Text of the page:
William Gibson

Just out of high school, I had a mild obsession with William Gibson’s so-called cyberpunk novels. The first and most famous of these is Neuromancer, an incredibly prescient book that the Wachowski Bros. shamelessly ripped off in The Matrix. Neuromancer is the first in “The Sprawl” trilogy; Count Zero and Mona Lisa Overdrive followed. I borrowed and never returned Neuromancer from Tilford; a few years ago I lent it, along with Burning Chrome, Gibson’s collection of short stories, to a student who in turn never returned them. I read Count Zero and Mona Lisa Overdrive at the same time as my college roommate Jordan. I don’t know who has these books now.

In 1990 Gibson co-authored a book called The Difference Engine with Bruce Sterling. The Difference Engine posits a Victorian England where computers have already been created and are in use. The novel explores the consequences of a technological revolution coming a 100 years early. This book launched what is sometimes called the “steampunk” genre. After TDE, Gibson spent the 90s writing three novels often referred to as “The Bridge” trilogy: the first, Virtual Light, was pretty good (it had a really cool idea about “organic computers”); the second, Idoru, was pretty bad, really; the last, All Tomorrow’s Parties, was downright awful (I couldn’t finish it–I was embarrassed for one of my favorite authors!) At the beginning of the new millenium, technology had caught up to Gibson’s cyberpunk visions, making some of the details of his Bridge trilogy seem outdated or just plain hokey.

I knew our time together was up when I passed on a $4 copy of 2003’s Pattern Recognition at Barnes & Noble a few years ago. Despite his fiction taking a dip, Gibson’s blog, as well as his essays (often published in Wired magazine–check out what is probably his most famous piece, “Disneyland with the Death Penalty”) remain relevant and entertaining. Maybe his forthcoming novel, Spook Country, will prove more entertaining; until then, at least we have the Sprawl Trilogy.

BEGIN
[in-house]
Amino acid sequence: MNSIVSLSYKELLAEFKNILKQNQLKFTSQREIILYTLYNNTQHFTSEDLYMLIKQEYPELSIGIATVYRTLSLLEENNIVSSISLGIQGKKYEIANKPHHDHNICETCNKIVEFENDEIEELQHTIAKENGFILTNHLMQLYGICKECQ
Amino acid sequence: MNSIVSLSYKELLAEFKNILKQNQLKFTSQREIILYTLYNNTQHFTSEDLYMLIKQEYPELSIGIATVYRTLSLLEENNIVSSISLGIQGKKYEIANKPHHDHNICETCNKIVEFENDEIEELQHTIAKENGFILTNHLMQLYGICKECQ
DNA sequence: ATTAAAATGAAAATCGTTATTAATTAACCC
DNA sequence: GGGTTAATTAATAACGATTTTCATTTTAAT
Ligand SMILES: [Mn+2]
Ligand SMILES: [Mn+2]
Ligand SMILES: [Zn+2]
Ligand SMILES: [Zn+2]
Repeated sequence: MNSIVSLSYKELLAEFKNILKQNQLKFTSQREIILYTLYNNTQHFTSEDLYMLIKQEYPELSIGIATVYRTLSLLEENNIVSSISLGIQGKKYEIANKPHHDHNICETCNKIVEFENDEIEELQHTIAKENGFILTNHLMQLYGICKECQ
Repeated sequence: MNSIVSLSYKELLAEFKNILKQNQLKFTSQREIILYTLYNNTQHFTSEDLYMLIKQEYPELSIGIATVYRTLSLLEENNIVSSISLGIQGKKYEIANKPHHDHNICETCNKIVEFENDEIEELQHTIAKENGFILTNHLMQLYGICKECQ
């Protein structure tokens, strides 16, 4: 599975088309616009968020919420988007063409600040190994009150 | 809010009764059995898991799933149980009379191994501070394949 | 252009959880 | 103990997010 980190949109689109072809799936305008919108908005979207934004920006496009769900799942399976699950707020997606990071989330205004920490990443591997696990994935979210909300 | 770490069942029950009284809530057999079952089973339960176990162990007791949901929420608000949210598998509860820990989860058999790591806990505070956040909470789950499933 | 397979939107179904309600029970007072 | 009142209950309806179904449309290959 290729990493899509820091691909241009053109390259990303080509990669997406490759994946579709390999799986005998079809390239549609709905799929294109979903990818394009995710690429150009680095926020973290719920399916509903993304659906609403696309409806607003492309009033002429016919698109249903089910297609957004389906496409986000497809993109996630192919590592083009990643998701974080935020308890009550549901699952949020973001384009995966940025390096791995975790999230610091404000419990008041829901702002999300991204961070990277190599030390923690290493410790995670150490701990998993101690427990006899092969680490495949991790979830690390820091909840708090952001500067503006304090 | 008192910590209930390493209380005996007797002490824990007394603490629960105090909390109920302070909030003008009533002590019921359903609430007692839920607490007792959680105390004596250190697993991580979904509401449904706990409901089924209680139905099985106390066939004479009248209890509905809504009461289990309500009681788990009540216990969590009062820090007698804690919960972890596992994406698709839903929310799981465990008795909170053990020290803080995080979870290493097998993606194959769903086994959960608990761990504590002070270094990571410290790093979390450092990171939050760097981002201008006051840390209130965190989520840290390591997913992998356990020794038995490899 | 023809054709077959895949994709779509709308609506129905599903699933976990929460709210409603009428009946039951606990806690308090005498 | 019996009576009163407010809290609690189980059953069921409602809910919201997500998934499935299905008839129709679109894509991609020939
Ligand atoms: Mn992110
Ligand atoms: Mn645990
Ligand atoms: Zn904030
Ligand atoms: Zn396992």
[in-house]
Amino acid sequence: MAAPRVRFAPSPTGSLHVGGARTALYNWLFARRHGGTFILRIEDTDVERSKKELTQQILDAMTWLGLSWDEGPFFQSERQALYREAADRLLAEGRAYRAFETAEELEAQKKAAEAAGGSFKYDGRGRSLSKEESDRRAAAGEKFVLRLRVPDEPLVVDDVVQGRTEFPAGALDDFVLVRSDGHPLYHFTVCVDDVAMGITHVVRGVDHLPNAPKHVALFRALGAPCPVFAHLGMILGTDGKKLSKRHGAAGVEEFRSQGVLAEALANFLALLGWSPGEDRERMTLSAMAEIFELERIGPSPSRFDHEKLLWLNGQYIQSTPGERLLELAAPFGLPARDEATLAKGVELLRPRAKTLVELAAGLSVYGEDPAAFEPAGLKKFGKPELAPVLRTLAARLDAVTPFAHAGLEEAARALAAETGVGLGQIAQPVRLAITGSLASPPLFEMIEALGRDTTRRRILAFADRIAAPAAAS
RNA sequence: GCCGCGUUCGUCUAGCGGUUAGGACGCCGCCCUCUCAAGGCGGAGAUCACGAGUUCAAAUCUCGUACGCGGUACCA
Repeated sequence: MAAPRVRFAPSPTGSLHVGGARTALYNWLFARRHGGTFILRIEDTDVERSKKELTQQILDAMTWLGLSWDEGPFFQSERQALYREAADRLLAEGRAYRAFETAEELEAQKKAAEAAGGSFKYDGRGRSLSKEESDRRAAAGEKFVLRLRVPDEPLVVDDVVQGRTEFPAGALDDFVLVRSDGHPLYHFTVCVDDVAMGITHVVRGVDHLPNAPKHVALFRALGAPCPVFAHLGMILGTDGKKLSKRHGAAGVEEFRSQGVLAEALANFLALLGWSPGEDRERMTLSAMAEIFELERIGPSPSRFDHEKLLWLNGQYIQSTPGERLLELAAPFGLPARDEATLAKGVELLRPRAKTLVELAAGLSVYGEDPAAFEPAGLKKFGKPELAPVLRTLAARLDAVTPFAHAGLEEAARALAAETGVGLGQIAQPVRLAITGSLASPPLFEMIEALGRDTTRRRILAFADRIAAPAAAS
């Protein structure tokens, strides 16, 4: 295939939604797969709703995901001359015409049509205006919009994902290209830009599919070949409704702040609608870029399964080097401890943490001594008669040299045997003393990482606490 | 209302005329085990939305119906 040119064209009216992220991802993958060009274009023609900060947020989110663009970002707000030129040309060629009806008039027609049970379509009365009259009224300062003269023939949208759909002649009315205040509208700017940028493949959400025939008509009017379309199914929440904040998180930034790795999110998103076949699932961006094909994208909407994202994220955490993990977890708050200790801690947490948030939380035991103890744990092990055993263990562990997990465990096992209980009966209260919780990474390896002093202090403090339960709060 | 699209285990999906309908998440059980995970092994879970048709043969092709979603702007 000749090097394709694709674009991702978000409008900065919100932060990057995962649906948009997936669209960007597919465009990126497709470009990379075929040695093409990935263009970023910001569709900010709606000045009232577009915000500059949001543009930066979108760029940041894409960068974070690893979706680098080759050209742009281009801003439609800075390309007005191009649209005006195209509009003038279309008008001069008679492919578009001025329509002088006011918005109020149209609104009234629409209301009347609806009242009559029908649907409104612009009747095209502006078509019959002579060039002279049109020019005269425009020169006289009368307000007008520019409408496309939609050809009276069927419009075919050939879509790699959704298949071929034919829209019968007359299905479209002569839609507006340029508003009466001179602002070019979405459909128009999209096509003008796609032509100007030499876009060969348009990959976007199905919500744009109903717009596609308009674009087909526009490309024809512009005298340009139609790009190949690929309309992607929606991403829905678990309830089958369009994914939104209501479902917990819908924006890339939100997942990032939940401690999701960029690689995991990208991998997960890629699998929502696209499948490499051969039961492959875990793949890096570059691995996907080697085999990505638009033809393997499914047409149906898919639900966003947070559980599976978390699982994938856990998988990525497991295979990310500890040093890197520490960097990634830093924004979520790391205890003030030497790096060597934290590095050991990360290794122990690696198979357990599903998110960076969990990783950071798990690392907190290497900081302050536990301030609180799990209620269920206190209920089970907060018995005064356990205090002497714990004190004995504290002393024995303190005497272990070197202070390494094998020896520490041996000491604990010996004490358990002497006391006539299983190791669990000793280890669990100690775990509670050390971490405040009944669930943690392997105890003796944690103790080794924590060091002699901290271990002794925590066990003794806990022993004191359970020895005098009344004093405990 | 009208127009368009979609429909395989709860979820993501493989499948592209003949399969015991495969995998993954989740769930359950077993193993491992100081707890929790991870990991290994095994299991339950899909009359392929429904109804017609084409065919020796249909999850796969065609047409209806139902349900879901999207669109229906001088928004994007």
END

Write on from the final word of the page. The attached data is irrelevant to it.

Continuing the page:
(Check out more William Gibson covers at this gallery)   

Classic Crime Comics Covers

Another covers gallery. I love this one–plenty of weirdness!


Zombie kisses…mmm. The taboo pleasures of necrophilia in four-color glory!


William Burroughs wasn’t the only one addressing the horrors of drug addiction. These touchy themes led to constant censorship battles for EC Comics.


The horrors of love. I like this guy’s beard.

Crimes by Women

True crimes. Get lurid.

Crime Never Pays!

William Burroughs Cover Gallery


Burroughs appears on a large number of his covers, whether as a photograph, or something more iconic:


I like this early, lurid pulp edition of Junky. Note the spelling of the title, as well as Burroughs’ pseudonym, William Lee:


The Wild Boys: One of my faves.


This Spanish edition of Naked Lunch really captures the squeamish quality of all things Burroughs:



Check out the full gallery here.

Philip K. Dick Cover Art Gallery


Via an excellent and fun blog, robertmonroe.org, a gallery of PKD covers. Check out the gallery here.